Category Archives: illegal trade

Biodiversity challenge – Yellow-cheeked gibbon

Street sorrow

Never-to-be king of the treetop swingers,
Languishing under a plastic canopy,
Sheltering from the sweltering sun
In this urban jungle.

Yellow-cheeked gibbon by Dao Van Hoang

Yellow-cheeked gibbon by Dao Van Hoang

Wrenched from the mortal
Maternal embrace of
A mum who fell to earth.
Untimely plucked
From the place of my birth
By lawless long arms.

Chained by the neck to
This concrete throne.
Exiled on main street,
A long way from home,
No escape.

Ape’s inhumanity to ape:
What right do you have to dictate
Another primate’s fate;
To ordain whether I should
Fade away, or brachiate?

© Tim Knight and timknightwriter, 2014

Biodiversity challenge – Cat Ba langur

Bay window of opportunity

Cat Ba langur by Dao Van Hoang

Fewer than five dozen
Not-so-distant cousins.
Fifty-nine steps
Down to
Golden silence.
No relief
From loggers, poachers,
Habitat encroachers.
How to keep them all at bay?
No way.
Beyond belief
To turn a primate into paste;
It boils down to a tragic waste.
They won’t be
Safe from harm
Until the long arm
Of the monkey balm brigade
Is cut off in its prime.
So where’s the punishment
To fit the crime?
Running out of time
To stop the hunters
And their punters.
How long left
Before Ha Long’s bereft?
Can Cat Ba’s

© Tim Knight and timknightwriter, 2014

Species profile: Cat Ba langur

IUCN Red List Category: Critically Endangered

The Cat Ba or golden-headed langur is one of the world’s most endangered primates, confined to a single island in Vietnam’s Ha Long Bay. This spectacular leaf-eating monkey has almost been wiped out by a combination of poaching and destruction or degradation of its forest habitat. It is hunted not for its meat, which is considered unappetising, but for use in traditional medicine, where its body is boiled down and turned into cao khi (monkey balm), which is claimed to have soothing properties. The population had crashed from several thousand to just 53 individuals before the Cat Ba Langur Conservation Project began in 2000. Since then, poaching has been almost non-existent and numbers have increased to an estimated 59, but low reproductive rates and the dangers of inbreeding mean that the future of the species remains in the balance.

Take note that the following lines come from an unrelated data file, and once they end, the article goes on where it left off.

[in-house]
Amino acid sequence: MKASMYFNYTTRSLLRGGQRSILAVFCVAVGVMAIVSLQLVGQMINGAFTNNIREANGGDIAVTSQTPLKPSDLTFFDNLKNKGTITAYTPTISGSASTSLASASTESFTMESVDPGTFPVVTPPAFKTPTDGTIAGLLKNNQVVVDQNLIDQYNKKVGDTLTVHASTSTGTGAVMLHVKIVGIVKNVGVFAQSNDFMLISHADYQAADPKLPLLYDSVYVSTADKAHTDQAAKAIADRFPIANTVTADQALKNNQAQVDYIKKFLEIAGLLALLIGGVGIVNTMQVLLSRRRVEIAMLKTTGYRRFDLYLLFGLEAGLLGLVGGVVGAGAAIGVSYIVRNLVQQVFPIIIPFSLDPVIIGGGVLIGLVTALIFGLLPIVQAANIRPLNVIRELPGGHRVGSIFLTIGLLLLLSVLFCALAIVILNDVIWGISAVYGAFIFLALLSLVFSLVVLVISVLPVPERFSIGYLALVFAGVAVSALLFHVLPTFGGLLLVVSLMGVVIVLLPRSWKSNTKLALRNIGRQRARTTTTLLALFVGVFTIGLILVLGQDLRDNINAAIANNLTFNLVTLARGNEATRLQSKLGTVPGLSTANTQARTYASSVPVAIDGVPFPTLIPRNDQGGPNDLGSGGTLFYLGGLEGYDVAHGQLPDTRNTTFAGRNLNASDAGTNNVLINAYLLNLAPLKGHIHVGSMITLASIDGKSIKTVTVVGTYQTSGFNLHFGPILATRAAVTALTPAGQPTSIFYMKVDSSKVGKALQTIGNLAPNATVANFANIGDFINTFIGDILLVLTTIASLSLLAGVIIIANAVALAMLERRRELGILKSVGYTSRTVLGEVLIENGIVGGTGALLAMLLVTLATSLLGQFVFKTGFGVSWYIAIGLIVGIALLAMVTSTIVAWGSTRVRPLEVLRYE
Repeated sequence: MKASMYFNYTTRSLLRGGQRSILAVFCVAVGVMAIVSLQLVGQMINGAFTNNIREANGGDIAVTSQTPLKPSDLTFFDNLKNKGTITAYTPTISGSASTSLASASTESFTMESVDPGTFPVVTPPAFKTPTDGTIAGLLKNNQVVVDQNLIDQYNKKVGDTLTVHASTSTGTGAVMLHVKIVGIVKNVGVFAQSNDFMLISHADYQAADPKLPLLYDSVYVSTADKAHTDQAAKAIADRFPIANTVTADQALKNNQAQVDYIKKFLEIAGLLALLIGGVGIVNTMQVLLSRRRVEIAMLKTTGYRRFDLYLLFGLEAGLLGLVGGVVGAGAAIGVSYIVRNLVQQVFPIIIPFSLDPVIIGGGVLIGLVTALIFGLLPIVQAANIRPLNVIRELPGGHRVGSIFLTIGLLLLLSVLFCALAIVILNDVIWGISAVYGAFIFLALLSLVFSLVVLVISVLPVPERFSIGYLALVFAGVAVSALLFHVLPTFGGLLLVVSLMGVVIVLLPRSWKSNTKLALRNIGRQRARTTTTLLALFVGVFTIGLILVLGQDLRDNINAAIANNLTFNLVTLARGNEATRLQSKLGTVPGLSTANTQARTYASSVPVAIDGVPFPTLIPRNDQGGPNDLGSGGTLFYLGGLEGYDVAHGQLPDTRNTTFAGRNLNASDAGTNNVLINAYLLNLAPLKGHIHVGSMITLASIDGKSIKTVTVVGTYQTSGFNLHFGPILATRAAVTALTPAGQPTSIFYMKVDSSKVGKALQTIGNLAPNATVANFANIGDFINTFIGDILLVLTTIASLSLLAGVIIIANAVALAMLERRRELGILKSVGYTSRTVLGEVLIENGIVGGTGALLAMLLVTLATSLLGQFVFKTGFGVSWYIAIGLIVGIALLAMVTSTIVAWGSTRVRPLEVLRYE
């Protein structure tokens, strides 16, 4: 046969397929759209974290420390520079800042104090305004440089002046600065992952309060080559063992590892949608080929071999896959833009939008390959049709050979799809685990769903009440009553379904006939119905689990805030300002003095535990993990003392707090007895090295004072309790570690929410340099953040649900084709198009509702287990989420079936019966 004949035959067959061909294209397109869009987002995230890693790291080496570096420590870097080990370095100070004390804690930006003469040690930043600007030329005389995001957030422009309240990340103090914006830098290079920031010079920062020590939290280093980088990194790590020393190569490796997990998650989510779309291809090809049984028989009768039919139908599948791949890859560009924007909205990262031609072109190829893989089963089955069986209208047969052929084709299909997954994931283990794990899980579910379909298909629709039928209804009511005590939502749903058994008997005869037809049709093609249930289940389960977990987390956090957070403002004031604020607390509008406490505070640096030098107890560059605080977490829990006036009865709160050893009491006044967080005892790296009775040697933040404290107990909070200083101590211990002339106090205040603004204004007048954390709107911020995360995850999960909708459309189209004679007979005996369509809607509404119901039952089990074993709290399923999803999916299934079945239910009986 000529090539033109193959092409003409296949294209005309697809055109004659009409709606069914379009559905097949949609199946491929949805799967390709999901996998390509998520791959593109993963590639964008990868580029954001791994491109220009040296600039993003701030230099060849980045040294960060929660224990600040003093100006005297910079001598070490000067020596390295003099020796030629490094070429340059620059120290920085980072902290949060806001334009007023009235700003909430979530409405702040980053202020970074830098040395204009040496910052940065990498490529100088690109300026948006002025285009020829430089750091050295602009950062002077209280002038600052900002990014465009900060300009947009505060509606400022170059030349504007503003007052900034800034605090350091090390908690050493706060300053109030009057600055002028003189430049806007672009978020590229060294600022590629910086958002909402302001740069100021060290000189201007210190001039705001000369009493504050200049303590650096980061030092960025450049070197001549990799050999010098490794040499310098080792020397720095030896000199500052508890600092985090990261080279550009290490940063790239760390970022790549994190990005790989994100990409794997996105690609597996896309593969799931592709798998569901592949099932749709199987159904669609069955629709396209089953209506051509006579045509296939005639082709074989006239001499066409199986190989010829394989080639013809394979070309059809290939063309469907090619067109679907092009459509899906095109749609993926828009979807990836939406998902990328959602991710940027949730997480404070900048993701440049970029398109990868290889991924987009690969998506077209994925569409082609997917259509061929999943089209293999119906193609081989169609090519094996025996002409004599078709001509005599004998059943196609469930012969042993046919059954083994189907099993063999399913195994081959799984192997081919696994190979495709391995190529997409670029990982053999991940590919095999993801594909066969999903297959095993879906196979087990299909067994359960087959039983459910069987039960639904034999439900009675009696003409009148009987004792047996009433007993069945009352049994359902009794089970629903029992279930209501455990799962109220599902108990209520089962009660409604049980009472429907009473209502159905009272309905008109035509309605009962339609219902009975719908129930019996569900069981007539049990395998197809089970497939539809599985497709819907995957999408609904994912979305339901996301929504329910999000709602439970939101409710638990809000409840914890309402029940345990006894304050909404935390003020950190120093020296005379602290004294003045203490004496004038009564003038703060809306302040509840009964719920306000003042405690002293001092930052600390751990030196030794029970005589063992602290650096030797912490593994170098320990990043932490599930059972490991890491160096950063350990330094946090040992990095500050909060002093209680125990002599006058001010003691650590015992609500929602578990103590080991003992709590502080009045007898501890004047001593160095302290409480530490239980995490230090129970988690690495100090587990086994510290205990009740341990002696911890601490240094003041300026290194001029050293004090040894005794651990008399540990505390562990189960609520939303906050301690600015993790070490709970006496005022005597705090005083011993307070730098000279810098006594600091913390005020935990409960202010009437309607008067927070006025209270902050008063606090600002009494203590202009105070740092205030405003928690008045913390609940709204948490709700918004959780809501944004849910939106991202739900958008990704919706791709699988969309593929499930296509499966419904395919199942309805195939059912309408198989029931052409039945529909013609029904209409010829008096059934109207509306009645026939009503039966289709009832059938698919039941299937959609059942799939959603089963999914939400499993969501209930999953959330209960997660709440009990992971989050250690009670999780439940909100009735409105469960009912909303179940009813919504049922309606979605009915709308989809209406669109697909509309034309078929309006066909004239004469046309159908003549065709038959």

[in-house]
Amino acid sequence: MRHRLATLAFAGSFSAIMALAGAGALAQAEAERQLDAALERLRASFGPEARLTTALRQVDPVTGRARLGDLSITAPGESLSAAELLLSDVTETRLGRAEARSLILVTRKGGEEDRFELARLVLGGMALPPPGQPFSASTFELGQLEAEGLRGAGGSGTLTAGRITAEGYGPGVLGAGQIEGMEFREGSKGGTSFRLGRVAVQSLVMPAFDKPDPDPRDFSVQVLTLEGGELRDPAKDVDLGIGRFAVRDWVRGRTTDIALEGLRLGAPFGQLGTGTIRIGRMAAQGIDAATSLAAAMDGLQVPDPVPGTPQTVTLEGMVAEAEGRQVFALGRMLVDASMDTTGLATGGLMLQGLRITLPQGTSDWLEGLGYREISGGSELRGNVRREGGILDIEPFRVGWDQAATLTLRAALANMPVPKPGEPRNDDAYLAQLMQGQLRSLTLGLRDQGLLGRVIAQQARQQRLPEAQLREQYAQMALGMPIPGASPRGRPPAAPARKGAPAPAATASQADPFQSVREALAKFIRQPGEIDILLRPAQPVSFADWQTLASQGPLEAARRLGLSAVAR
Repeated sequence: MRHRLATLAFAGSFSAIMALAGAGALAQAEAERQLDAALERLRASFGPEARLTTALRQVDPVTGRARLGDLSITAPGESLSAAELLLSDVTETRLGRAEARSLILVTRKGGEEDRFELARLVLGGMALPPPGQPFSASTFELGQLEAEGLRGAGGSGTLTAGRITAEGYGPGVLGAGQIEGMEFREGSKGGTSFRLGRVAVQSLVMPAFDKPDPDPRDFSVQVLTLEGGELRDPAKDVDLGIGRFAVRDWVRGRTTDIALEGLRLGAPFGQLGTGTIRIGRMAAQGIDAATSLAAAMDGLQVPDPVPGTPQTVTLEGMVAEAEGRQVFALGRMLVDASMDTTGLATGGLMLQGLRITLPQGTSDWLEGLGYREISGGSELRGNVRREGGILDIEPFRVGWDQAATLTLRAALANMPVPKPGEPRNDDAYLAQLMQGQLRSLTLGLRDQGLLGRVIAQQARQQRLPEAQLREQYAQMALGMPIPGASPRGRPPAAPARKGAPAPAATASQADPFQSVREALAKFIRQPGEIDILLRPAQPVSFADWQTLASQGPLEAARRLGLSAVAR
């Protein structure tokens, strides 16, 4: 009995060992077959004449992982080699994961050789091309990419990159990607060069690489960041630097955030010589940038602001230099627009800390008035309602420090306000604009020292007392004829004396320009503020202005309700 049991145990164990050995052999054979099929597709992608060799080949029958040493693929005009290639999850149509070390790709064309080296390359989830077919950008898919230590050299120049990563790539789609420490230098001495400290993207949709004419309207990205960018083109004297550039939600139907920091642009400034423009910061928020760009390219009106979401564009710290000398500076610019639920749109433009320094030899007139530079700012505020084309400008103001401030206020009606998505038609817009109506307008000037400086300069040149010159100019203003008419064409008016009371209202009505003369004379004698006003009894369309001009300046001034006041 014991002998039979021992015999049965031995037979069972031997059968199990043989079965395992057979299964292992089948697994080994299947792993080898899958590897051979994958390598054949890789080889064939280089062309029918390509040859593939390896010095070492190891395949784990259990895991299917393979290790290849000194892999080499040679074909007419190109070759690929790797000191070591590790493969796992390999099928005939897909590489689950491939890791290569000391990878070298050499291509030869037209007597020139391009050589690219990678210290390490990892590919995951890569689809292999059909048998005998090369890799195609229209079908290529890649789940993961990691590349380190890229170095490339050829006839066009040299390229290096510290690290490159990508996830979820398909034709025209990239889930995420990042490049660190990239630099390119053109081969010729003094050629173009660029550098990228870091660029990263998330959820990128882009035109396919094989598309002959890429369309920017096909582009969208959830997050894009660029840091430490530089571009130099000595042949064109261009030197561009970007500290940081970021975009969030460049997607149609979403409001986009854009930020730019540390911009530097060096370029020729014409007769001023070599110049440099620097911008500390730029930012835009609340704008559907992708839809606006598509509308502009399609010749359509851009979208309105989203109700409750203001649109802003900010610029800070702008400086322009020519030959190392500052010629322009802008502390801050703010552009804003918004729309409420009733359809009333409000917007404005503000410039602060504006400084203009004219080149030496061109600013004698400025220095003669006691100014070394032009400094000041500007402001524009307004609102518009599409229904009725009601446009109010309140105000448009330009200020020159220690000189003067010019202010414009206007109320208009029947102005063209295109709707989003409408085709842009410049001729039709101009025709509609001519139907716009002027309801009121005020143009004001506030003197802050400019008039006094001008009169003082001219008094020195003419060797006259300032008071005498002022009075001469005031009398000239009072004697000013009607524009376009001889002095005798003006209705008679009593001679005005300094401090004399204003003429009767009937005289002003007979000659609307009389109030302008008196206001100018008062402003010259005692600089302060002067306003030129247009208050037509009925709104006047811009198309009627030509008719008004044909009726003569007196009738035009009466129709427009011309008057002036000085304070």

Biodiversity challenge – Earless monitor lizard

Hard of hearing

Did you hear about the earless monitor?
Don’t worry, you’re not alone,
If this was an unknown unknown.
As you don’t well know,
This Borneo lizard is so
Elusive, rare and obscure
That scientists are not really sure
Whether this one in a million reptilian
Has even heard of itself.

© Tim Knight and timknightwriter, 2014.

Biodiversity challenge – Lear’s macaw

Parrot passion 

Houston, we have a situation:
The last surviving Lear’s macaws
Heading for extermination,
Adjacent to the exit doors.
A one-way ticket – Destination
Calamity – clasped in their claws.
Hunted close to extirpation,
Permanently in the wars;
Pet trade and deforestation
Probably the final straws.

Cue renewed determination
To pluck them from extinction’s jaws;
Cue increased collaboration,
Nations rally to the cause;
Cue more stringent legislation,
Tighter anti-poaching laws;
Cue licuri propagation,
Makeshift palm nut superstores;
Cue a cause for celebration:
Parrot population soars.
Cue collective wild elation,
Hear the thunderous applause.
Victory for conservation,
Harbingers of doom, up yours.

© Tim Knight and timknightwriter, 2014.

Biodiversity challenge – Chiru

Fashion victim

I’m willing to bet
You wouldn’t choose
To be in Tibet
In chiru shoes.
Unscrupulous hunters
Making a killing;
Ignorant punters
All too willing
To pay a king’s ransom
For antelope wool –
You too can look handsome,
Stylish and cool.
So vanity rules
At celebrity balls,
Where fatuous fools
Flaunt shahtoosh shawls.
Enjoy your view
From the fashion summit,
While chiru
Populations plummet.
An end to the trend
Is the only hope
For the threatened
Tibetan antelope.

© Tim Knight and timknightwriter, 2014.

Species profile: Chiru

IUCN Red List Category: Endangered

As its name suggests, the Tibetan antelope, or chiru, is endemic to the inhospitable high-altitude steppe of the Tibetan plateau. The vast herds that used to dominate this harsh landscape have declined dramatically in recent decades, due largely to the increasing popularity of the chiru’s wool, which is generally agreed to be the finest and warmest in the animal kingdom. Demand for this wool among the producers of shahtoosh shawls was responsible for the slaughter of up to 20,000 animals annually. Manufacture of these shawls was officially banned in 2002, but illegal trade in the wool continues to pose a threat to the chiru’s long-term survival. Further info